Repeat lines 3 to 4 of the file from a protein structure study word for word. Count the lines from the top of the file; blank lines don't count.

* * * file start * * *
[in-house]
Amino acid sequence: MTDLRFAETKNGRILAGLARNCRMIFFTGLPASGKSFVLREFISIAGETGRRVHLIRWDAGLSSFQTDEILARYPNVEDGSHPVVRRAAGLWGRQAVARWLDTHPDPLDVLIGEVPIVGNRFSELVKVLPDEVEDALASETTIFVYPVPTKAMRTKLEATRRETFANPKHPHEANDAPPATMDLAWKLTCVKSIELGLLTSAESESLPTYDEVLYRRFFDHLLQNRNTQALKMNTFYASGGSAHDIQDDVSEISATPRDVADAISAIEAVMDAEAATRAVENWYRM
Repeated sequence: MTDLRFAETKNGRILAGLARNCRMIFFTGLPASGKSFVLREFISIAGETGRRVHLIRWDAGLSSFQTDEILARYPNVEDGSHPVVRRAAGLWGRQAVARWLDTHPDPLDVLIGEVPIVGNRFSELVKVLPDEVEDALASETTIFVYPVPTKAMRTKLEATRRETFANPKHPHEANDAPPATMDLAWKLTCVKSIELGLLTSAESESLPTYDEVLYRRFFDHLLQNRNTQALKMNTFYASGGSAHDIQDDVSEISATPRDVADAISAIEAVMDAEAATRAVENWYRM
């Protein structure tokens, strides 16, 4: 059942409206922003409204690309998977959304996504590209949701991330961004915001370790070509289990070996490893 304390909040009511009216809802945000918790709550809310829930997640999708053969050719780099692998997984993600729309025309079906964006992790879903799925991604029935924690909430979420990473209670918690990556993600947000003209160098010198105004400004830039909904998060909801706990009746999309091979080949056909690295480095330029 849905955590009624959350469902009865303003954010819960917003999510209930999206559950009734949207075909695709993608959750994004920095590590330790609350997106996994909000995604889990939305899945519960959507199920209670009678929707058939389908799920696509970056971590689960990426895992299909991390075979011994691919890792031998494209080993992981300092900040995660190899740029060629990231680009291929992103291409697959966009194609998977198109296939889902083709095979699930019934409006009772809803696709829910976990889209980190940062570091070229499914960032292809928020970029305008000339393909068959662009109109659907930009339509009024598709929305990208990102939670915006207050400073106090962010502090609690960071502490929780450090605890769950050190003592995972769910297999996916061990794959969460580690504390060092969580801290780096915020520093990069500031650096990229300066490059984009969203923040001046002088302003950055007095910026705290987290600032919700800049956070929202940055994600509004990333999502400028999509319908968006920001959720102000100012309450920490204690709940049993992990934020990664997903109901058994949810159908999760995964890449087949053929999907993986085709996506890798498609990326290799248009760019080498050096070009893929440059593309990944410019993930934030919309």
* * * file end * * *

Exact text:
Repeated sequence: MTDLRFAETKNGRILAGLARNCRMIFFTGLPASGKSFVLREFISIAGETGRRVHLIRWDAGLSSFQTDEILARYPNVEDGSHPVVRRAAGLWGRQAVARWLDTHPDPLDVLIGEVPIVGNRFSELVKVLPDEVEDALASETTIFVYPVPTKAMRTKLEATRRETFANPKHPHEANDAPPATMDLAWKLTCVKSIELGLLTSAESESLPTYDEVLYRRFFDHLLQNRNTQALKMNTFYASGGSAHDIQDDVSEISATPRDVADAISAIEAVMDAEAATRAVENWYRM
């Protein structure tokens, strides 16, 4: 059942409206922003409204690309998977959304996504590209949701991330961004915001370790070509289990070996490893 304390909040009511009216809802945000918790709550809310829930997640999708053969050719780099692998997984993600729309025309079906964006992790879903799925991604029935924690909430979420990473209670918690990556993600947000003209160098010198105004400004830039909904998060909801706990009746999309091979080949056909690295480095330029 849905955590009624959350469902009865303003954010819960917003999510209930999206559950009734949207075909695709993608959750994004920095590590330790609350997106996994909000995604889990939305899945519960959507199920209670009678929707058939389908799920696509970056971590689960990426895992299909991390075979011994691919890792031998494209080993992981300092900040995660190899740029060629990231680009291929992103291409697959966009194609998977198109296939889902083709095979699930019934409006009772809803696709829910976990889209980190940062570091070229499914960032292809928020970029305008000339393909068959662009109109659907930009339509009024598709929305990208990102939670915006207050400073106090962010502090609690960071502490929780450090605890769950050190003592995972769910297999996916061990794959969460580690504390060092969580801290780096915020520093990069500031650096990229300066490059984009969203923040001046002088302003950055007095910026705290987290600032919700800049956070929202940055994600509004990333999502400028999509319908968006920001959720102000100012309450920490204690709940049993992990934020990664997903109901058994949810159908999760995964890449087949053929999907993986085709996506890798498609990326290799248009760019080498050096070009893929440059593309990944410019993930934030919309």